Jewish Democratic group’s ad compares Trump era and 1930s Germany

JDCA says message that ‘hate must be stopped’ will target Jewish voters in swing states; American Jewish Committee calls clip ‘offensive’

The Jewish Democratic Council of America has released a new ad that explicitly ties what it sees as “the emboldening of white nationalism” under US President Donald Trump to the rise of the Nazis in 1930s Germany.

“History shows us what happens when leaders use hatred and nationalism to divide their people,” a narrator in the 30-second clip says. The ad ends with the warning: “Hate does not stop itself. It must be stopped. VOTE.”

JDCA said the ad will target Jewish voters in swing states such as Florida, Michigan and Pennsylvania ahead of the November 3 election.

“A majority of American Jews feel less safe today than they did four years ago due to the rise of white nationalism and anti-Semitism under Donald Trump. This, coupled with Trump’s assault on our democratic institutions, are reminiscent of the rise of fascism in 1930s Germany. President Trump’s use of hatred for political purposes has made America less safe for Jews and we are voting accordingly,” JDCA executive director Halie Soifer said in a statement.

Several Jewish groups, including the American Jewish Committee, the Simon Weisenthal and the Republican Jewish Coalition lashed out against the ad. The AJC tweeted that “offensive comparisons between 2020 America and 1930’s Germany distract from the urgent need to fight Jew-hatred. They also trivialize the memories of both victims and survivors.”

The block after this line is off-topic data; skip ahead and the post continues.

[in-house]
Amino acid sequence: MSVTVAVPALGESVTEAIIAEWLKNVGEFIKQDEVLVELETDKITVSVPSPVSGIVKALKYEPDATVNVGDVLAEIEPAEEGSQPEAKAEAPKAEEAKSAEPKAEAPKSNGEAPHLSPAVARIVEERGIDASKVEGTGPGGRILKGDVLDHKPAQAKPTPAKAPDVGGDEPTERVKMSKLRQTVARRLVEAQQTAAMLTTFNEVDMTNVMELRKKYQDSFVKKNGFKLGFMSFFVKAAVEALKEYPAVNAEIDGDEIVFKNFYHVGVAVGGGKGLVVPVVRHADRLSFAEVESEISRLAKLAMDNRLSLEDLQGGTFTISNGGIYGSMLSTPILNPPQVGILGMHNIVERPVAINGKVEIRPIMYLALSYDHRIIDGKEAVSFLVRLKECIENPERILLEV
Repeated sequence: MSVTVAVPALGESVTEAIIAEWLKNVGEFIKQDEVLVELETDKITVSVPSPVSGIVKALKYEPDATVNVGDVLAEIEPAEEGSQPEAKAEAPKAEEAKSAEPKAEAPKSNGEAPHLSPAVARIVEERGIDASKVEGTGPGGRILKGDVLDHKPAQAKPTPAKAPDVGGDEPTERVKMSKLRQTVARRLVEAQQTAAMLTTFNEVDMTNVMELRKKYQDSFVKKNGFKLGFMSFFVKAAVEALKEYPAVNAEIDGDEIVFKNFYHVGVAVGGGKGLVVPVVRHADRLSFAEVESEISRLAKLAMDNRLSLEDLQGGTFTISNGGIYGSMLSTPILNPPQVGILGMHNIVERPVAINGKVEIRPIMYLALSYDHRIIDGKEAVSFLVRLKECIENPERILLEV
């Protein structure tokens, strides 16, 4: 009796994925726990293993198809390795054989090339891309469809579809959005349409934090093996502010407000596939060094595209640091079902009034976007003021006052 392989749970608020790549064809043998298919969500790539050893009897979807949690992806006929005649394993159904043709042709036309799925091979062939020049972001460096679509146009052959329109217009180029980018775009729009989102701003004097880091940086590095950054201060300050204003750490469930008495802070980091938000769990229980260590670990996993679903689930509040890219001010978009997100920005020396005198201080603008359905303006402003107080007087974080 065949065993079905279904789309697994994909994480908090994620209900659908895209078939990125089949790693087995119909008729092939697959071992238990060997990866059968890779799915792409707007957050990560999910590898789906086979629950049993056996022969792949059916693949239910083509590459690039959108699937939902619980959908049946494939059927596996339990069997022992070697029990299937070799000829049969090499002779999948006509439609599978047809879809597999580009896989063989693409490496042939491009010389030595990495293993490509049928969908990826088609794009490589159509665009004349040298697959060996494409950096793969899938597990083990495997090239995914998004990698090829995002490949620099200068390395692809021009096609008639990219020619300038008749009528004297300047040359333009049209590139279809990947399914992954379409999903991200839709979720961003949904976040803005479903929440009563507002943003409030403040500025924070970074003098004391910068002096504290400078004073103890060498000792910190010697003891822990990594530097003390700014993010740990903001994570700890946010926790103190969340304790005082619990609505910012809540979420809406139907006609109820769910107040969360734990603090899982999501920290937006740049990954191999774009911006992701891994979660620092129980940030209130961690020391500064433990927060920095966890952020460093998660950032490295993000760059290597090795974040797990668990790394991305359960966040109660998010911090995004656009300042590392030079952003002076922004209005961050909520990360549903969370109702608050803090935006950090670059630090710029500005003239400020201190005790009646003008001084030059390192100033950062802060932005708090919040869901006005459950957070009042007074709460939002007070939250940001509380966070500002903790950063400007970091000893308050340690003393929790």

AJC called on JDCA to take down the clip “immediately.”

“Both Donald Trump and Joe Biden are fair game for loud and sustained criticism on their policies, language, and style,” said the Weisenthal Center’s Abraham Cooper. “But invoking of Nazi imagery not only slanders the victims of the Nazis, the candidate, but the tens of millions of Americans who support him.”

The Tuesday released ad came days after Democratic presidential candidate Joe Biden compared Trump to Adolf Hitler’s propagandist.

“He’s sort of like [Joseph] Goebbels,” Biden said of Trump. “You say the lie long enough, keep repeating it, repeating it, repeating it, it becomes common knowledge.”

Joseph Goebbels, Nazi Minister of propaganda, on May 13, 1930 (AP Photo)

The Republican Jewish Coalition on Saturday demanded an apology from Biden for the “egregious comment.”

In a statement, RJC Executive Director Matt Brooks said: “The rule in debate is that if your only argument is to call your opponent a Nazi, you have no argument at all. Instead of engaging in a debate on policy, Joe Biden has descended to name-calling and Holocaust references.

“There is no place in political discourse for Holocaust imagery or comparing candidates to Nazis. It’s offensive and it demeans the memory of the Holocaust, the suffering of the victims, and the lessons we must learn from that terribly dark chapter of history. Joe Biden has been in politics long enough to know this.”

Last week, the Washington Post reported that Trump said that Jews put their ethnic allegiances above all others, making them unreliable political allies. Following conversations with Jewish lawmakers, Trump said in the past that Jews “stick together” and are “only in it for themselves,” the paper reported, citing former and current senior officials.

Trump and Biden are set to face off in their first debate on Tuesday.

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